Hello Whale

I still find myself wishing that Wired had gone with the headline that I did, but that’s neither here nor there.

What is here and there is one of the most fascinating use cases of AI that I have read about. The title of the article is “How to Use AI to Talk to Whales—and Save Life on Earth”. The second half may be a little bit of hyperbole – we’ll find out, one way or another – but the article makes for fascinating reading.

Humans have always known how to listen to other species, of course. Fishers throughout history collaborated with whales and dolphins to mutual benefit: a fish for them, a fish for us. In 19th-century Australia, a pod of killer whales was known to herd baleen whales into a bay near a whalers’ settlement, then slap their tails to alert the humans to ready the harpoons. (In exchange for their help, the orcas got first dibs on their favorite cuts, the lips and tongue.) Meanwhile, in the icy waters of Beringia, Inupiat people listened and spoke to bowhead whales before their hunts. As the environmental historian Bathsheba Demuth writes in her book Floating Coast, the Inupiat thought of the whales as neighbors occupying “their own country” who chose at times to offer their lives to humans—if humans deserved it.


That led me down one of the weirder Wikipedia paths I’ve recently been on, and I got to learn about the Killer Whales of Eden, and about Old Tom. I also got to learn about the Earth Species project. The idea is quite something:

The motivating intuition for ESP was that modern machine learning can build powerful semantic representations of language which we can use to unlock communication with other species.


It’s early days yet, of course, but this paper made for interesting reading:

We introduce the Bioacoustic Cocktail Party Problem Network (BioCPPNet), a lightweight, modular, and robust U-Net-based machine learning architecture optimized for bioacoustic source separation across diverse biological taxa. Employing learnable or handcrafted encoders, BioCPPNet operates directly on the raw acoustic mixture waveform containing overlapping vocalizations and separates the input waveform into estimates corresponding to the sources in the mixture. Predictions are compared to the reference ground truth waveforms by searching over the space of (output, target) source order permutations, and we train using an objective function motivated by perceptual audio quality. We apply BioCPPNet to several species with unique vocal behavior, including macaques, bottlenose dolphins, and Egyptian fruit bats, and we evaluate reconstruction quality of separated waveforms using the scale-invariant signal-to-distortion ratio (SI-SDR) and downstream identity classification accuracy. We consider mixtures with two or three concurrent conspecific vocalizers, and we examine separation performance in open and closed speaker scenarios. To our knowledge, this paper redefines the state-of-the-art in end-to-end single-channel bioacoustic source separation in a permutation-invariant regime across a heterogeneous set of non-human species. This study serves as a major step toward the deployment of bioacoustic source separation systems for processing substantial volumes of previously unusable data containing overlapping bioacoustic signals.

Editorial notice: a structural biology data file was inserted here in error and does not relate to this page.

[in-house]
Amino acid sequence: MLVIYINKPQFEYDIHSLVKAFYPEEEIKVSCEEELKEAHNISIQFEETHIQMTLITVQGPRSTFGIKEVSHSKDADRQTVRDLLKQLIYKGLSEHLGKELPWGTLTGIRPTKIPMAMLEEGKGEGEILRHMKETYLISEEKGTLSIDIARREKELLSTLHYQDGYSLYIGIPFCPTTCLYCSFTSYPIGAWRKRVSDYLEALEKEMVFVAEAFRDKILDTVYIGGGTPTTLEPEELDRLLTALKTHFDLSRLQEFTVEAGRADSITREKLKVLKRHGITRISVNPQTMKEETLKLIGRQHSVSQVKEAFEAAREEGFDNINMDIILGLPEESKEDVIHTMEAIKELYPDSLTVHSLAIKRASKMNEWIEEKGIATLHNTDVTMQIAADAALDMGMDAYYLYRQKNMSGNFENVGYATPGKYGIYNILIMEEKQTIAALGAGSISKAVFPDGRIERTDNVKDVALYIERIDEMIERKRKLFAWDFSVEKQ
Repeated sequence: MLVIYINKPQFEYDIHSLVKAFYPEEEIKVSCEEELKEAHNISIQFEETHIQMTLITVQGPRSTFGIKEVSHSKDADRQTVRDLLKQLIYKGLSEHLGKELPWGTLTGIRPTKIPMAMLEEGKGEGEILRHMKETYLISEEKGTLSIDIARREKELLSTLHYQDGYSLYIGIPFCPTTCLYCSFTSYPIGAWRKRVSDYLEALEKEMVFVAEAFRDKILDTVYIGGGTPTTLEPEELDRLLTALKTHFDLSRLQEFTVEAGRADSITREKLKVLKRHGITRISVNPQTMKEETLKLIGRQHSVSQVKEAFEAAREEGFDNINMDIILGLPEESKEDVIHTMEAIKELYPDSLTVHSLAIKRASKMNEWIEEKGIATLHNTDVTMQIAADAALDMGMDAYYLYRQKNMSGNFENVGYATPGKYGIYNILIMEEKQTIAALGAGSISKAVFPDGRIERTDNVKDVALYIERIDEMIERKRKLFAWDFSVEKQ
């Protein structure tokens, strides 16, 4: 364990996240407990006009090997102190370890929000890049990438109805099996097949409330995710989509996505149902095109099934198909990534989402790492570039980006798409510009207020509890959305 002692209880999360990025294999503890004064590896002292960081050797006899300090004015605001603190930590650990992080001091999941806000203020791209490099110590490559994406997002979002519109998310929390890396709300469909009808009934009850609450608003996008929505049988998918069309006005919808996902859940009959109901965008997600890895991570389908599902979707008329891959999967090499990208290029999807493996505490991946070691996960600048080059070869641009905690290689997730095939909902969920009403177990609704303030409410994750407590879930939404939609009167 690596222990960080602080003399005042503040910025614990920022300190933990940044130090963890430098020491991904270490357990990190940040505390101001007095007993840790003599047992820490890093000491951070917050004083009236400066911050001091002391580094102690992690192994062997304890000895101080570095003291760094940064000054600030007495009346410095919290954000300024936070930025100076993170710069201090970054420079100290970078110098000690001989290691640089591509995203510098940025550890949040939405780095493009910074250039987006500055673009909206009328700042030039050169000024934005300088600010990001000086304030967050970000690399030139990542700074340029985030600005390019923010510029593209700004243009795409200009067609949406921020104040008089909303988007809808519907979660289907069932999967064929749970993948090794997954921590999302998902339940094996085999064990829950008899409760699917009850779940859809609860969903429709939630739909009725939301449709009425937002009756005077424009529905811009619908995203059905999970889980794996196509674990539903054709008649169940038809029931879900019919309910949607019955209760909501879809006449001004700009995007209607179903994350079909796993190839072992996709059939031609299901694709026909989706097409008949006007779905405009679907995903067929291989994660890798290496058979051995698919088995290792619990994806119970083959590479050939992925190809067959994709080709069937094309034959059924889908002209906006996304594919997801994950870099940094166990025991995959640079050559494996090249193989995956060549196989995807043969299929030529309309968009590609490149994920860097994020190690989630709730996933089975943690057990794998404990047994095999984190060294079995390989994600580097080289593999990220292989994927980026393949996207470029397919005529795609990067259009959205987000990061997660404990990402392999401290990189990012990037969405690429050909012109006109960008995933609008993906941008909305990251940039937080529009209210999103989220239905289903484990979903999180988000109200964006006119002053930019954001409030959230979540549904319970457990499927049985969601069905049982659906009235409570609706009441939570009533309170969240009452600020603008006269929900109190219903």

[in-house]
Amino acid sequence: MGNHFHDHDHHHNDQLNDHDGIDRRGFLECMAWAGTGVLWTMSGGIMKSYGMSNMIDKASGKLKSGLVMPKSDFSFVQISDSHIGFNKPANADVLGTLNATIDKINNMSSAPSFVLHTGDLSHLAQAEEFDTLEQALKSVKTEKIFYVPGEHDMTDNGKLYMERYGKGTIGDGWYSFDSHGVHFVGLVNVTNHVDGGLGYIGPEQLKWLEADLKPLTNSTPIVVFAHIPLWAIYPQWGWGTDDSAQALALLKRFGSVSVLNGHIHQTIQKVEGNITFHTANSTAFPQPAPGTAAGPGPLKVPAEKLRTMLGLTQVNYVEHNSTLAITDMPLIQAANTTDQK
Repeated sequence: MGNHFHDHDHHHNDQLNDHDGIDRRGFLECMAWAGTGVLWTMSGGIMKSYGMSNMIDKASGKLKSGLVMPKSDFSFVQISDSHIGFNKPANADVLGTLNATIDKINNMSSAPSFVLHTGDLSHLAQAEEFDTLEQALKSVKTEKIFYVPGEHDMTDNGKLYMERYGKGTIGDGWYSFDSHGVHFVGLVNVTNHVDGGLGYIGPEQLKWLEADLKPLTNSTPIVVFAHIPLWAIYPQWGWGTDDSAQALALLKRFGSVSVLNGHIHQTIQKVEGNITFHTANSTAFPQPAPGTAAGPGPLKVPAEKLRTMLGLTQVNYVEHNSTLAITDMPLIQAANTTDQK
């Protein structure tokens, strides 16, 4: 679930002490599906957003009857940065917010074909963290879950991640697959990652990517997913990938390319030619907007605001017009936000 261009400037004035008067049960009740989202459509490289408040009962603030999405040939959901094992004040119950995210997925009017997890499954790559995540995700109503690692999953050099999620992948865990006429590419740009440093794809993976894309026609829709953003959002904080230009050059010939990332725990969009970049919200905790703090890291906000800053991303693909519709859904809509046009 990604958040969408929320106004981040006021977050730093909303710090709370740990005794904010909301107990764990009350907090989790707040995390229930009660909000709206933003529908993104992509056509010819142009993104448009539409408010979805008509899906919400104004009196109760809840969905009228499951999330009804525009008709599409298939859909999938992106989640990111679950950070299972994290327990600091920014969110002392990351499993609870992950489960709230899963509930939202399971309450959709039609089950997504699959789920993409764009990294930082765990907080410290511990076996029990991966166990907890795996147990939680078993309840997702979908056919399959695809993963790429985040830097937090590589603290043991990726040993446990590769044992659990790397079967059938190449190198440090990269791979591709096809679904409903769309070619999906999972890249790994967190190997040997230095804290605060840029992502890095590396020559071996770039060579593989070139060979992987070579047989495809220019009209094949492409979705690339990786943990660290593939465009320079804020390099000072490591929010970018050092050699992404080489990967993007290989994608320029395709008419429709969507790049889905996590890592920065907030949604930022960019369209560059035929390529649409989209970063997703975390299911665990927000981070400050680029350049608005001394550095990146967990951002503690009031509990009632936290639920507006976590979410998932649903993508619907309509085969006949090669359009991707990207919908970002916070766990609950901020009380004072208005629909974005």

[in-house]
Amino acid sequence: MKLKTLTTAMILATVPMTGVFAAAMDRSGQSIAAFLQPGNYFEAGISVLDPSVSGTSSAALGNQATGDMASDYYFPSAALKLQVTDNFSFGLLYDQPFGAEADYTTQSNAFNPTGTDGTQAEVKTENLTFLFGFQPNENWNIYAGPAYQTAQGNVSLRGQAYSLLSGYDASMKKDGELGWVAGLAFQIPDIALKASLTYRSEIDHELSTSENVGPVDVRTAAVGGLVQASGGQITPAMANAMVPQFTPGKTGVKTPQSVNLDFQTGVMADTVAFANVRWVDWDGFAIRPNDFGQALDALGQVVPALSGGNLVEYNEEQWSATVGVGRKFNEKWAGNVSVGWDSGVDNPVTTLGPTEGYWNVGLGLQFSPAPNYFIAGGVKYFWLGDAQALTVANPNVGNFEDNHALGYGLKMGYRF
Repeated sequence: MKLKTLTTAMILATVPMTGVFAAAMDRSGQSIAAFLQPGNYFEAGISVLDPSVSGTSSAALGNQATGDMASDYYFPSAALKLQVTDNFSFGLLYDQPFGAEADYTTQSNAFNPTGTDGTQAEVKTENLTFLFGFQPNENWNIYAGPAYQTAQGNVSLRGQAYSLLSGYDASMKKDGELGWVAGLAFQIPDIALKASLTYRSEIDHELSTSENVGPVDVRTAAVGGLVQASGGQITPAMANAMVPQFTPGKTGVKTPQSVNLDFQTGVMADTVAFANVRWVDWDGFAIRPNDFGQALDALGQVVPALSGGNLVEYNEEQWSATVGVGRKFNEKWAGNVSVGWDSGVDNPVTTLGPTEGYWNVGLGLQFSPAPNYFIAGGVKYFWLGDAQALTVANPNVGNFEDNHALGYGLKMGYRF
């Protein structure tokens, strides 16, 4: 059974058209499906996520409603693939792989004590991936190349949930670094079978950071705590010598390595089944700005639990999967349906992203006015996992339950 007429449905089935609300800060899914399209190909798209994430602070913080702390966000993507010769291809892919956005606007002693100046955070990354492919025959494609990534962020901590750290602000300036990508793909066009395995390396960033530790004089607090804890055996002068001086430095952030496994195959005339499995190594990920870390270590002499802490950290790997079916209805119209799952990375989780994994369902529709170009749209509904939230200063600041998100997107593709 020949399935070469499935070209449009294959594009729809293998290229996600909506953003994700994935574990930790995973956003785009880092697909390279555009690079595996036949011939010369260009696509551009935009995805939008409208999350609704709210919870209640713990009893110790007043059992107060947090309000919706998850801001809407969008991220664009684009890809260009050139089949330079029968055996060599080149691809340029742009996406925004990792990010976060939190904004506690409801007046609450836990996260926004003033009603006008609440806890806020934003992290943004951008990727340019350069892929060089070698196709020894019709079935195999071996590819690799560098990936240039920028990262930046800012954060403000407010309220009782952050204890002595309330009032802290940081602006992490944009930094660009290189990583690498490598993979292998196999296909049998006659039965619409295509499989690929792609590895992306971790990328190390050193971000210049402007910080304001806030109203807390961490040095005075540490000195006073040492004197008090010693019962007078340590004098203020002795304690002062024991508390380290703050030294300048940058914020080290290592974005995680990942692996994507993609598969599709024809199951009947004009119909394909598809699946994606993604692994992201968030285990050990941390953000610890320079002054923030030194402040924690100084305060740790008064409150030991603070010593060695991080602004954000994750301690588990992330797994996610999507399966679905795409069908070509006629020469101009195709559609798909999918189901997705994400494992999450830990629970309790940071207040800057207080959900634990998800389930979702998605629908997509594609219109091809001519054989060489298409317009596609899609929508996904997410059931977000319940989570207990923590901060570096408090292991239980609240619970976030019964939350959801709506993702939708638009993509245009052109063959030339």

(If more than half of this flew above your head, as it did in my case, ask ChatGPT to do an ELI5.)

Part of the reason this is so fascinating is because of two separate problems. How does AI “learn” language? Second, how do animals talk communicate?

But these new machine learning methods bypassed semantics altogether. They treated languages as geometric shapes and found where the shapes overlapped. If a machine could translate any language into English without needing to understand it first, Raskin thought, could it do the same with a gelada monkey’s wobble, an elephant’s infrasound, a bee’s waggle dance? A year later, Raskin and Selvitelle formed Earth Species


Raskin, one of the co-founders of the Earth Species project, thinks that AI will allow us to understand animals in much the same way that improvements in optics helped seventeenth century astronomers understand the night sky better.

This might be a good time to say “OK, cool, but so what, exactly?”

If you’re wondering what the hell that was all about, it is this:

Teaming up with DFO and Rainforest Connection, we used deep neural networks to track, monitor and observe the orcas’ behavior in the Salish Sea, and send alerts to Canadian authorities. With this information, marine mammal managers can monitor and treat whales that are injured, sick or distressed. In case of an oil spill, the detection system can allow experts to locate the animals and use specialized equipment to alter the direction of travel of the orcas to prevent exposure.